• design-milk.com- “Sarrafo” coffee table by Notus Design made of industrial waste wooden slats. The table can be flipped upside down as well.

One of my favorite “furniture” items from Brasil (or pretty much any other tropical, laid-back destination) is hammocks. Nothing says “chilled out and lovin’ life” like these beauties…BRAZIL_trancoso-hero-hammock1 


PLANET-CRAFT.COM_Cadeira_Azaleia_G3 PLANET-CRAFT_hm%20pink%20chair%20hammock%20fringe2

 (above two images from planet-craft.com)

Here are a few jaw-droppingly stunning stones…only a small taste of what’s available from Brasil in granite and marble…


And don’t forget quartz and agate…



STYLEHIVE.COM_imagesCA576C9Xagate coasters



I am in love with the Brasilian Modernist movement, where some of the minimalist nature of their architecture and decor stems from. Part of why I love it so much is because, although it is very sleek and almost futuristic, it has very organic characteristics, which I think is a lovely combination. Oscar Niemeyer, an architect still living today at the age of 102, who worked alongside Le Corbusier, is considered by most to be the father of Brasilian Modernism…

oscar-niemeyer_3-brasilia-soft  the Brasilian National Congress building by Oscar Niemeyer



1432836537_458ab361fc Cathedral of Brasilia by Oscar Niemeyer



1432815231_6e2b2b0879 interior shot of the cathedral



KORDONLINE.COM_SAO PAULOimagesCAGXZSLR This is a store in Sao Paulo keeping with the modernist form. So simple, and I fall for the beauty of black, white, and wood every time.

(source unknown)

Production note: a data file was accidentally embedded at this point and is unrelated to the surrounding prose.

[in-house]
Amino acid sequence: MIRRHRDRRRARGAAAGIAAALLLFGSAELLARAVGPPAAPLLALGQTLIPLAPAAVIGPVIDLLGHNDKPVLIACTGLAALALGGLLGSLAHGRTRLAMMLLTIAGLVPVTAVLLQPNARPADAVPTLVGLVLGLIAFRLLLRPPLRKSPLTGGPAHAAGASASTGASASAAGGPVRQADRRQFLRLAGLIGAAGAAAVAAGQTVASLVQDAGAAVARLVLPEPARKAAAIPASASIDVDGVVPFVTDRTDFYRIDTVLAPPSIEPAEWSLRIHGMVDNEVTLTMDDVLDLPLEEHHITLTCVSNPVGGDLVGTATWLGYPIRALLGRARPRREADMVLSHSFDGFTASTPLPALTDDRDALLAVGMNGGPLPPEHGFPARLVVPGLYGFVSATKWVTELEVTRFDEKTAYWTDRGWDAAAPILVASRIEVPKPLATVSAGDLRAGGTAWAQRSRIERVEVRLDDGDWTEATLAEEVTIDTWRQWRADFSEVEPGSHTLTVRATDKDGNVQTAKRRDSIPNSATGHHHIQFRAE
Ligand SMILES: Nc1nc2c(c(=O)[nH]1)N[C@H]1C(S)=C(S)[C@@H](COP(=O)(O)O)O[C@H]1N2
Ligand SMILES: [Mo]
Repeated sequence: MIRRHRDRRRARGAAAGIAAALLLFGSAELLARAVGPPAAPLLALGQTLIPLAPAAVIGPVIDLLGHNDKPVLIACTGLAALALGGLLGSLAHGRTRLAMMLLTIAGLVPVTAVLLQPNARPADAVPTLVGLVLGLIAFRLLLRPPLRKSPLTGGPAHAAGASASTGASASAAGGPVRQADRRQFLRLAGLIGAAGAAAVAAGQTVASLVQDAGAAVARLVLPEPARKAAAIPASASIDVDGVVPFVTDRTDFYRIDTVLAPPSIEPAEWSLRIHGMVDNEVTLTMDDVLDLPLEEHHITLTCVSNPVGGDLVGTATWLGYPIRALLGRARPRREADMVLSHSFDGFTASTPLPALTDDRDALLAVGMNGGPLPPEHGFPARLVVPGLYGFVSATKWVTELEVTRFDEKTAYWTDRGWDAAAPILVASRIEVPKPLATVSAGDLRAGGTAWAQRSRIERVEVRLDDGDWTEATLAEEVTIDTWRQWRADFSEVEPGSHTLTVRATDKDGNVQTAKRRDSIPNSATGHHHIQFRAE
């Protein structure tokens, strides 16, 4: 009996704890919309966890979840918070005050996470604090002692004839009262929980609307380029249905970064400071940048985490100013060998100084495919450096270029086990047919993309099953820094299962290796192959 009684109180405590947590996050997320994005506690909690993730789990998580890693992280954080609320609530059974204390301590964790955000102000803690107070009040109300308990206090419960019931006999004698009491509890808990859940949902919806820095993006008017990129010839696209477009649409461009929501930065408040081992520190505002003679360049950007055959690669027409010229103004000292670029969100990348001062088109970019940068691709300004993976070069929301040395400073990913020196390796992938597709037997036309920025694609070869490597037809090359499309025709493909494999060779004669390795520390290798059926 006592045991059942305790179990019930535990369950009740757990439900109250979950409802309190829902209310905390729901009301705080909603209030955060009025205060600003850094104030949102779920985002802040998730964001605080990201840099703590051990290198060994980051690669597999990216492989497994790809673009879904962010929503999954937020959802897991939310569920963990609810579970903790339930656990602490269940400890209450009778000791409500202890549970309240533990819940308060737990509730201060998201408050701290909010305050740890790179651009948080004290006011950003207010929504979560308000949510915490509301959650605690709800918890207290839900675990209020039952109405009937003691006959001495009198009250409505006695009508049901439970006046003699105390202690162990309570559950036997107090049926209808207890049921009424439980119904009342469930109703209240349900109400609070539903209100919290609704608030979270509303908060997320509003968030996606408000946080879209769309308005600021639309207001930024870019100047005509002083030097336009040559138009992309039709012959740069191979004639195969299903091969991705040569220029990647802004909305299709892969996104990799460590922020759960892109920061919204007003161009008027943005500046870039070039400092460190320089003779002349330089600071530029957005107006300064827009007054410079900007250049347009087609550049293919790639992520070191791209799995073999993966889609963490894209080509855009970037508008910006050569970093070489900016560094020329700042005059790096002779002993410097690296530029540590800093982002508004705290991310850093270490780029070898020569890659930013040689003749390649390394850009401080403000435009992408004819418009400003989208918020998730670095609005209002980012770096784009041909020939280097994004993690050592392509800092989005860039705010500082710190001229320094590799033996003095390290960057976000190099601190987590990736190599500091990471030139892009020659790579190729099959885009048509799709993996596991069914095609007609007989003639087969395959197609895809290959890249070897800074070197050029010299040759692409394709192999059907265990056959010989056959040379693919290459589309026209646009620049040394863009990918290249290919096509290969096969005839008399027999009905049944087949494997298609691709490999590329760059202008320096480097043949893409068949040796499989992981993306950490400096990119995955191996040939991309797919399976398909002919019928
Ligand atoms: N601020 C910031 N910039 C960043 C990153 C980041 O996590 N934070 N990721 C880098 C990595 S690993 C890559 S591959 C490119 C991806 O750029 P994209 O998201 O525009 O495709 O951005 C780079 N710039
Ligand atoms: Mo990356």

I have run across some truly amazing lighting fixtures out of Brasil, too. Check these out…

ESPASSO_CANTANTE_CLAUDIA MOREIRA SALLES_FALLEN TREE TRUNKS “Cantante” sconce designed by Claudia Moreira Salles, made of silver and fallen tree trunks. How gorgeous is that??



ESPASSO_ECLIPSE_MAURICIO KLABIN  “Eclipse” lamp by Mauricio Klabin, made of a single plastic band which can be manipulated to change the orientation of light and folds flat for storage. Part of the permanent collection at MoMA in New York.



DESIGNBOOM.COM_COMERAINORSHINE “Come Rain Come Shine” chandelier was designed by Studio Tord Boontje and is made of metal and crocheted cotton, silk, organza, and other fabrics. These beautiful fixtures are produced by Coopa-Roca, a women’s co-op in Rocinha, Rio de Janeiro. Coopa-Roca recruits local unemployed women to produce these beautiful works of art, allowing the female artisans to use their homes as workshops, enabling them to look after their children and domestic responsibilities whilst earning a living. This is part of the New York company Artecnica’s Design with Conscience project which offers opportunities to artisans to utilize their crafts commercially when they otherwise couldn’t. I think this is a wonderful, wonderful program, allowing these women to have fun, do what they love, socialize with one another, and make a decent and honest living.




And just a few more beauties to tie things up…

ESPASSO_RIVA_RUBENS SIMOES "Riva" flatware in titanium designed by Rubens Simões



imagesCAJEZRLU Brasilian cowhide rug, very “of the moment” but always a classic, as far as I’m concerned


JASKARNRANGI.BLOGSPOT_henrique-oliveira-1 I think this is just amazing. Henrique Oliveira is a Brasilian artist who uses old peeling fence wood to create these sensational installations. Fascinating!…




Pretty freaking amazing, huh? Bet you never knew how much outstanding design came from Brasil, huh? All I can say is: